Uganda orphans’ choir touches hearts

Cathy Conley

It is a far cry from the unspeakable tragedies that left these children orphaned and the “mamas” widowed.

But here they were, 18 children singing and dancing with a joy and energy that defied the heartbreak they have lived through.

They are the Watoto Children’s Choir.

They performed a concert at the South Shore Plaza in Braintree, Mass., on Sept. 27, bringing shoppers to a standstill. They performed a concert at the Church of Abundant Life the next day, bringing worshippers to their feet.

Pastor Ron Ray invited the choir of Ugandan orphans to perform in Braintree.

He and his congregation have a special bond with the children’s choir. In August, 2006, Ray and 20 church members spent three weeks in Kampala, Uganda, building two classrooms for the school in the village.

Ray’s video of the trip shows the missionaries in a production line tossing heavy bricks from one to another, mortaring and measuring the walls, sawing wood, and finally, after three weeks of backbreaking work, admiring the two classrooms they had built.

All the while, the children of the village surrounded the workers with smiles and songs every chance they got.

“They were the most joyful, affectionate children you could imagine,” Ray said.

In 1994, missionaries Gary and Marilyn Skinner were horrified by the critical orphan crisis in Uganda. There was unspeakable bloodshed in the country. There were 1.8 million children who had lost either one or both parents to AIDS or war.

The Skinners founded the Watoto Child Care Ministries as an outreach of the Kampala Pentecostal Church. Watoto means children.

“When the Pentecostal Church began helping the orphans, it exploded in its membership,” Ray said.

“The goal of Watoto is to raise the next generation of Ugandan leaders so that each child will become a responsible and productive citizen,” he said.

The orphans live in small homes in Kampala built by the missionaries. There are nine children in each home. A “mama,” as the women are called, lives with the children and brings them up. She makes a lifelong commitment to the orphans in her care. Most of these “mamas” are widows who have lost their own children to the bloodshed in the country.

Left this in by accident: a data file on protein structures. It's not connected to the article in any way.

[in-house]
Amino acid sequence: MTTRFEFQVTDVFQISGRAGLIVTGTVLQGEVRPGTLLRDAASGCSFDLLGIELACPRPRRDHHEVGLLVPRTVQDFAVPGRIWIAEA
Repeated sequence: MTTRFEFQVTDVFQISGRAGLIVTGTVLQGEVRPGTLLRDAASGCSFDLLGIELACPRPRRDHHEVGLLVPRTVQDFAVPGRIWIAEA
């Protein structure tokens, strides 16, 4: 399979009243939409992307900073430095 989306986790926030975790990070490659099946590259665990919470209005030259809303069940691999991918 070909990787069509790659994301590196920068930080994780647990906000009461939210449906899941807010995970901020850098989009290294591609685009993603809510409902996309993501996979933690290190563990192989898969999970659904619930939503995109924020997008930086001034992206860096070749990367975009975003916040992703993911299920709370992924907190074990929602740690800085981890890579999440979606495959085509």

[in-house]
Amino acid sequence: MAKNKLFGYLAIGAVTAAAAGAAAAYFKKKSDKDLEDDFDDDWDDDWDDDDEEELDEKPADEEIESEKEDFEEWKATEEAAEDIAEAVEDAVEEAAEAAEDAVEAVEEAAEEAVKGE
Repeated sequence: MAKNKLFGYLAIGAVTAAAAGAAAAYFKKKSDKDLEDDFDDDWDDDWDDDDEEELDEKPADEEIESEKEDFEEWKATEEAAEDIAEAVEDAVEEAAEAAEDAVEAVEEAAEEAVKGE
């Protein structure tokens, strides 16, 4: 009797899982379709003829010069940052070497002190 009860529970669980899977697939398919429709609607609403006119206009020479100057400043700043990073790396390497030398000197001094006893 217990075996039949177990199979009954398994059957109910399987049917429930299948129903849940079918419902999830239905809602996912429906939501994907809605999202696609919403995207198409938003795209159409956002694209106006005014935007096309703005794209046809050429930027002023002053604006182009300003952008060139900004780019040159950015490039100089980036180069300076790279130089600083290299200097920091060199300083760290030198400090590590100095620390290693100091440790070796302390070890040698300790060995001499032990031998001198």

The original orphans brought up in the village are now of college age.

“These children who had no hope are becoming the lawyers, teachers, doctors, and pastors of the country,” Ray said. “They are the future leaders of Uganda.”

Ray’s visit to Kampala was twofold. In addition to building two schoolrooms, the mission had a medical goal. A doctor and two nurses accompanied the missionaries. They brought medicine and an ultra sound machine. They gave nutrition lessons and first aid kits to the “mamas.”

“The whole village had one thermometer,” Pastor Ron said.

They visited a “baby home” in a neighboring village. Here abandoned infants are cared for -- babies who were dumped in the streets, some even left in garbage cans.

“Our doctor, Chris Mannaseh, broke down while he was holding one of the infants. He was thinking how many of these babies’ lives could be saved with good hygiene and some simple medicines,” Ray said.

The children remain in the “baby home” until they are of kindergarten age, when they go to their own home with their own eight “brothers and sisters” and their own “mama.”

The Watoto ministry opened a “baby home” in Kampala in September 2007.

The Watoto Children’s Choir has been touring internationally spreading a message of hope for Africa’s children since 1994. Each choir has a six-month tour. There is more than one choir traveling internationally at the same time.

It is the goal of Watoto that each orphan gets a chance to tour with the choir.

“Each orphan has a beautiful voice and can be part of the choir at some time,” Ray said.

The children range in age from 8 to 13. The choir presents Watoto vision and mission through its music and dance. The music is an energetic fusion of contemporary gospel and traditional African rhythm.

At the Church of Abundant Life concert, the children introduced themselves individually and told a little about their life.

One little girl told the rapt audience that she lost her mother at 2. Her father died when she was 6. She went to live with her grandmother who died shortly thereafter.

“She was rescued by Watoto and was so grateful,” Ray said.

 At the concert, the orphans shared their goals in life.

“They wanted to be pilots, teachers, doctors, lawyers, engineers, pastors, and farmers. One even wanted to be a bus driver,” Ray said.

Now through their music and dance, audiences around the world witness “the life-transforming love of God experienced by the children of Watoto,” Ray said.

“Once hopeless, they all now have hope,” he added.

For more information or to learn how to help the Watoto Child Care Ministry, go to